Skip to content

“Give a Damn, use that Cam!”

Share on facebook
Facebook
Share on twitter
Twitter
Share on linkedin
LinkedIn

– Amateur Short Film Competition for University Students

Poster_for_Think2015 is the European Year of Development and it also marks the final target date to achieve the eight ambitious Millennium Development Goals established in a joint effort to meet the needs of the World’s poorest people and communities. But what are students’ thoughts about the Millennium Development Goals? What do they think of Global Social Justice and Sustainable Development?

The students at the University of Malta have now a unique opportunity to express their opinions about such issues: the Maltese NGO KOPIN has now launched “Give a Damn, Use that Cam!”, a video competition specifically for them, in the framework of the EC co-financed project Global Campus.

To take part in the competition the participants are asked to create a two-minute video inspired by the Millennium Development Goals. A total of six videos will then be selected by an international jury and put on Facebook for a second round of voting through the public. Videos can be filmed using any equipment including mobile phone, webcam or amateur video camera, and no professional recording devices are required.

The prizes are tempting – the winner gets a trip for two to Ethiopia, where he will be linked up with local development NGOs to get a better understanding about development work on the ground, while the second and third winners will receive book vouchers.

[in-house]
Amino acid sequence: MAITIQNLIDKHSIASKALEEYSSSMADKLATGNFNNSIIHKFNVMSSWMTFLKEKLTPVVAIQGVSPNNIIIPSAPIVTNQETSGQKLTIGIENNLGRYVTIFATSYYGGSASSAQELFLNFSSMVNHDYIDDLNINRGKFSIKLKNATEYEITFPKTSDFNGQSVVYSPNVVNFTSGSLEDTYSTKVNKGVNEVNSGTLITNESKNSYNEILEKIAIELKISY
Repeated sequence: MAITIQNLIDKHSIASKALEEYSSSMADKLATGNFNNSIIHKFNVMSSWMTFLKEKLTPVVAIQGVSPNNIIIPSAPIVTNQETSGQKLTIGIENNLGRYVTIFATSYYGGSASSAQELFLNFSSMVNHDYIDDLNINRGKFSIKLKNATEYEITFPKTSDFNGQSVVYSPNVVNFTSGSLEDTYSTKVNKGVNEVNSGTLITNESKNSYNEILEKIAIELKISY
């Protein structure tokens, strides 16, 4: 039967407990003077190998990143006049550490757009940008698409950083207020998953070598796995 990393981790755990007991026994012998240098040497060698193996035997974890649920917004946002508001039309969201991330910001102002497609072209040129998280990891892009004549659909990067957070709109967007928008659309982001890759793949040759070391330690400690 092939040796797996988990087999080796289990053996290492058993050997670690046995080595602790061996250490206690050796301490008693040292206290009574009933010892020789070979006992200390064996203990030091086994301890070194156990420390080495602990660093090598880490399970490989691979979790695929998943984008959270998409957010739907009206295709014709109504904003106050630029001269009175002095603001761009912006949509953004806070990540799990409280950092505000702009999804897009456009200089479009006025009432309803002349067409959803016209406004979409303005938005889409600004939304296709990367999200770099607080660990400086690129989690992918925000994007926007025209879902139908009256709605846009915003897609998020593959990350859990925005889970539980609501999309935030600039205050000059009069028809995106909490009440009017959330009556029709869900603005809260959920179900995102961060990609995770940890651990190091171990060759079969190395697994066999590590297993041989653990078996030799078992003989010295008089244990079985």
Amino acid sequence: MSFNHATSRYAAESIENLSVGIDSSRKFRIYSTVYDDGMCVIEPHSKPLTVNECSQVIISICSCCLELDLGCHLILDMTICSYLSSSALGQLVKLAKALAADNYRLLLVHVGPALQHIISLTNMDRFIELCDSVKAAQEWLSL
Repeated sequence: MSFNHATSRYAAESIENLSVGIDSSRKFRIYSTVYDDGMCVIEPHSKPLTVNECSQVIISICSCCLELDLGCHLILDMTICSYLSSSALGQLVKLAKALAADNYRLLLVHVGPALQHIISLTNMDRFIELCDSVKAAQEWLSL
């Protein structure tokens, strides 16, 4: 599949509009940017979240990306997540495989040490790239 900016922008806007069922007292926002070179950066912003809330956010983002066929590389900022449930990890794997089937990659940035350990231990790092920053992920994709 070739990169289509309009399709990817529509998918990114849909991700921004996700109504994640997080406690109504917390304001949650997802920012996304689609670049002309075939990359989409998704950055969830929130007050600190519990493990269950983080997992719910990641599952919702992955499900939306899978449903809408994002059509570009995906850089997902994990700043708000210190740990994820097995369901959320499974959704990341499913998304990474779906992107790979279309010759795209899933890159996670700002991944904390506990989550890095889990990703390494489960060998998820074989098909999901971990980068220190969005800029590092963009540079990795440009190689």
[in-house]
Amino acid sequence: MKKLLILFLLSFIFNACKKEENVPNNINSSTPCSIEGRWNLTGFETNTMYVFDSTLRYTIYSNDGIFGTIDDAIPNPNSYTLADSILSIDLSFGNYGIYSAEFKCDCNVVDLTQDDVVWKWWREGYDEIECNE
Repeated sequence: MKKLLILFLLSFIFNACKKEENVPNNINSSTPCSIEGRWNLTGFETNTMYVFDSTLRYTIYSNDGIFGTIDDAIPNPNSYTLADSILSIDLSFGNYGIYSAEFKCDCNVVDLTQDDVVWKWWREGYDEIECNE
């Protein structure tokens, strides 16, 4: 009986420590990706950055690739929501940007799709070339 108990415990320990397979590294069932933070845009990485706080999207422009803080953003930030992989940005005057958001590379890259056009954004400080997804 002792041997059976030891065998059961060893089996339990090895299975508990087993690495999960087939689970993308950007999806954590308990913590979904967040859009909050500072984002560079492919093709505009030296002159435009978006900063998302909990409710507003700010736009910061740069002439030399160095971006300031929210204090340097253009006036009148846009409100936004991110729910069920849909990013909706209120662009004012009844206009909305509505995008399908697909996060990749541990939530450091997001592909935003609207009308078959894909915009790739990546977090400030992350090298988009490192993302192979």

Students have plenty of time to create the video – the deadline for submissions is the 17th of October 2014.

More information on the Rules and Terms & Conditions as well as the Application Form to be submitted alongside the video can be found here.

More to Explore

Adrift at Sea: Laws, Morals, and Policies in Malta’s Search and Rescue Region

Since 2016, EU member states have scaled down search and rescue operations that save lives at sea and replaced them with policies intended to reduce the number of migrant arrivals to Europe. These policies of non-assistance and forced returns to Libya render the central Mediterranean one of the world’s deadliest border spaces and force asylum seekers back to a war zone where inhuman and degrading treatment is well-documented. A growing network of civil society organisations continues to challenge these policies in the courts, on the streets, and at sea. This article, the second in a two-part series on migration, is based in part on interviews conducted with Dr Omar Grech, Senior Lecturer in International Law at the University of Malta (UM), Dr Derek Lutterbeck, Deputy Director at the Mediterranean Academy of Diplomatic Studies at UM, and Dr Felicity Attard, expert in International and Maritime Security Law at the Faculty of Laws at UM.

Concentration Camps in Libya

Following the NATO-backed overthrow of Muammar Gaddafi in 2011, Libya descended into a decade of disunity and violence resulting in incalculable suffering and loss of life. Today, much of the country remains a war zone, and migrants in EU-sponsored Libyan detention facilities continue to suffer well-documented, gross human rights violations. This article, the first in a two-part series on migration, is based in part on interviews conducted with Dr Omar Grech, Senior Lecturer in International Law at the University of Malta (UM); Dr Derek Lutterbeck, Deputy Director at the Mediterranean Academy of Diplomatic Studies at UM; and Dr Felicity Attard, expert in International and Maritime Security Law at the Faculty of Laws at UM. 

No comment yet, add your voice below!


Add a Comment